, Volume 108, Issue 2, pp 171-192

Left hypoglossal dominance in the control of canary and white-crowned sparrow song

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Summary

The syrinx of songbirds includes two separate sound sources, the internal tympaniform membranes (ITM), which form the medial wall of each bronchus. The performance of each ITM is controlled by the muscles of that syringeal half. In the canarySerinus canarius, hypoglossal fibers reaching the syrinx via the tracheosyringealis branch of the hypoglossus are responsible for sound modulation. The muscles controlling the performance of the left syringeal half are innervated solely by the left tracheosyringealis; those controlling the right syringeal half are innervated only by the right tracheosyringealis. In the canary and white-crowned sparrow (Zonotrichia leucophrys) a great majority of song elements disappears after section of the left tracheosyringealis, yet remains intact after section of the right one. This phenomenon, earlier described in the chaffinch (Nottebohm, 1970, 1971, 1972) and confirmed in the white-throated sparrow (Lemon, 1973), has been called left hypoglossal dominance. Left hypoglossal dominance occurs in canaries with small or large song repertoires. It occurs in chronically deafened canaries that never had access to their own auditory feedback; it also occurs in birds that had the right or left cochlea removed at an early age. To this extent, left hypoglossal dominance seems to emerge in the individual as a motor phenomenon.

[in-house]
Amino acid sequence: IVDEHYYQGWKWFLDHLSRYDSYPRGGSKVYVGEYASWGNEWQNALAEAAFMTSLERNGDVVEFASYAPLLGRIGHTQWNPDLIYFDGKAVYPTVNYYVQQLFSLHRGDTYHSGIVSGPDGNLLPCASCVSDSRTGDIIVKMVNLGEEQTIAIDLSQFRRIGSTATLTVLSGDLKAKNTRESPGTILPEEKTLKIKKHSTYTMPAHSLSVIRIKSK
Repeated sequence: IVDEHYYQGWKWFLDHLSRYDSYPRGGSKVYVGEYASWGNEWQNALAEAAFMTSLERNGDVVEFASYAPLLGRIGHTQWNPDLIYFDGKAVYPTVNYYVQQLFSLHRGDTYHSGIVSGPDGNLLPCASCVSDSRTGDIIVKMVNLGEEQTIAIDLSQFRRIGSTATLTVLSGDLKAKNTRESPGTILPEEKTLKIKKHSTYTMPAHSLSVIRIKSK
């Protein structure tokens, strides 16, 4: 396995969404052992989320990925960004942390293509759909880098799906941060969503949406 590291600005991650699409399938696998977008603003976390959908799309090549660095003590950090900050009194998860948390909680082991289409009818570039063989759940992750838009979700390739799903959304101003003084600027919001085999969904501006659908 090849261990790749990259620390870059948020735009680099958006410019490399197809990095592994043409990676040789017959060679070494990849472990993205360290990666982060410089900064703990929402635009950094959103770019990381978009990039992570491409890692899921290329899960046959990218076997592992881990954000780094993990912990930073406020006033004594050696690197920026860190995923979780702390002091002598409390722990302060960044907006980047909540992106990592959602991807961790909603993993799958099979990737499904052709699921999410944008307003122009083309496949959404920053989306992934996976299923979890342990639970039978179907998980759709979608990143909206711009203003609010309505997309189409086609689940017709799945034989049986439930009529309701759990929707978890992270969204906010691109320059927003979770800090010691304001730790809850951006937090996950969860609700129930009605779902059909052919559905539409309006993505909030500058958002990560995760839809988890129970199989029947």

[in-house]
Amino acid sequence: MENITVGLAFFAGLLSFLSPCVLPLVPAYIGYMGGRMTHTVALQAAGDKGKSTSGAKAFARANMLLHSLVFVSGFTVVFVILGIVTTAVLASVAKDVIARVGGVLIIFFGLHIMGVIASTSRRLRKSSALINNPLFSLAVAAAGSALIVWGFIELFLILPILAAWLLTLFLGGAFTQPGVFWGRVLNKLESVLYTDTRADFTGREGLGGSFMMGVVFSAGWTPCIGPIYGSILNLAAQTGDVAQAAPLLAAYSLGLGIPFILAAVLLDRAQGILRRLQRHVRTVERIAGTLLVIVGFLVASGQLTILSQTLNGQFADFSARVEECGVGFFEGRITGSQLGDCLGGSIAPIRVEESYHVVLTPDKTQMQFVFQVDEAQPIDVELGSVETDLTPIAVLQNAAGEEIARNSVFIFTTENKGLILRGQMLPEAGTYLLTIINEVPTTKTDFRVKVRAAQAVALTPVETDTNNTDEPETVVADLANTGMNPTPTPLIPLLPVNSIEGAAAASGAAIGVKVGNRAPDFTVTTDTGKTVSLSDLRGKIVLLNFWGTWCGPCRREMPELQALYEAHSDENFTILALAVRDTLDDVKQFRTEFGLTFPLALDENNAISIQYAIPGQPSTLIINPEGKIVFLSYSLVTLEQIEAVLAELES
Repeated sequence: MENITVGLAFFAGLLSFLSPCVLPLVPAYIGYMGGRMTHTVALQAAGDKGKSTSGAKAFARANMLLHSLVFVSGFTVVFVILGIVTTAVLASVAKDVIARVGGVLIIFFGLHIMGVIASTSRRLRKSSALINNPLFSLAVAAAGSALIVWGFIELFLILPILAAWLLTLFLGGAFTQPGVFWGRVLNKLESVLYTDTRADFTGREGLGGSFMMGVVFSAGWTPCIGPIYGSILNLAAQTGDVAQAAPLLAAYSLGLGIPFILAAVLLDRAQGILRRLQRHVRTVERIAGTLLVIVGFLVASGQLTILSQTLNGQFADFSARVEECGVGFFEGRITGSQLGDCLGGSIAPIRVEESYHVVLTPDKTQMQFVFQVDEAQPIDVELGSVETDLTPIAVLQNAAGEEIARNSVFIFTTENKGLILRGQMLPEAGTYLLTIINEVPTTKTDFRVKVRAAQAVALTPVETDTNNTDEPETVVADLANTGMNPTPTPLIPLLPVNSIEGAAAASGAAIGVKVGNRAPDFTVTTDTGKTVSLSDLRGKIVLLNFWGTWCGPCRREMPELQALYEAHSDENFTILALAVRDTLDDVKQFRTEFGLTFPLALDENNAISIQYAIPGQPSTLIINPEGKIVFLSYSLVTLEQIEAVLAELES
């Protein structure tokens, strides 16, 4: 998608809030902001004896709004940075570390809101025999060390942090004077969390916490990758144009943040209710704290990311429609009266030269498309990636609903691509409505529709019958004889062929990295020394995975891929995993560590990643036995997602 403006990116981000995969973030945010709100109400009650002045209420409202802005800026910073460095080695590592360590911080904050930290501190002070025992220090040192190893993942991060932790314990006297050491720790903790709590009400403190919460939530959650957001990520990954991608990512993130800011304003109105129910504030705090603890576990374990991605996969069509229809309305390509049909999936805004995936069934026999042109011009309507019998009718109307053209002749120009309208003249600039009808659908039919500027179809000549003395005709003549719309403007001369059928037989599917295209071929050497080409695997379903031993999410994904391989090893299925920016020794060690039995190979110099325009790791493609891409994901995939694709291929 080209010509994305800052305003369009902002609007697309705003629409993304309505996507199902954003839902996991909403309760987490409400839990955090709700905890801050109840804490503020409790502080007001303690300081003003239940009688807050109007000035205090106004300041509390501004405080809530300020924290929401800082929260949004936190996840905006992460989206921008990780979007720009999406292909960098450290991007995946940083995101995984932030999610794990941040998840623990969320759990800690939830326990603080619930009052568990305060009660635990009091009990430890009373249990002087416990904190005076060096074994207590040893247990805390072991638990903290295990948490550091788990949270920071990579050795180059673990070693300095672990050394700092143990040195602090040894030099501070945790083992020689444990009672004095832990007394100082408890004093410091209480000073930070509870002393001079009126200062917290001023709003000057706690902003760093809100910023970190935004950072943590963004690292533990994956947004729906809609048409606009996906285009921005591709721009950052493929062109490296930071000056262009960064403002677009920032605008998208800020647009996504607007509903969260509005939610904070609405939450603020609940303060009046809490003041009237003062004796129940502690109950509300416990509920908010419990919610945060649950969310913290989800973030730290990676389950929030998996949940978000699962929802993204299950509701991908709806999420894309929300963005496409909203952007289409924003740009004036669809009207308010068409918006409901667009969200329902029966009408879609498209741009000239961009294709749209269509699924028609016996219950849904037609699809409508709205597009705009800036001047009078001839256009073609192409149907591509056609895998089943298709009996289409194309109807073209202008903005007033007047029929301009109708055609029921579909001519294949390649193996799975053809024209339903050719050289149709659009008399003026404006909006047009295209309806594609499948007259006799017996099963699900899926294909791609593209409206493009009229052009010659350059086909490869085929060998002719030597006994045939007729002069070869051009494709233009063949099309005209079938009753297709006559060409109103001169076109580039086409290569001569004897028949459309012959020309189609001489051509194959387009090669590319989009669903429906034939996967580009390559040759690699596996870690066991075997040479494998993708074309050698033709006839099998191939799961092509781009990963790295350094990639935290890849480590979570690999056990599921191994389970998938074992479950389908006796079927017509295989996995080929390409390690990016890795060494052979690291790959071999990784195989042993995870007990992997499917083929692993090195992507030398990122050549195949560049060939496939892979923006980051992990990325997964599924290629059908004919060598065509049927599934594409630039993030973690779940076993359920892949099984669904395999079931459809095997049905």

We wish to thank Betsy Manning for all the time and effort she spent recording the song of our birds. We are also indebted to Professor Peter Marler, Rockefeller University, for letting us include in our study several birds which he reared in noise and which formed part of an earlier experiment (Marler et al., 1973). Our research was supported by NIH grant MH 18343.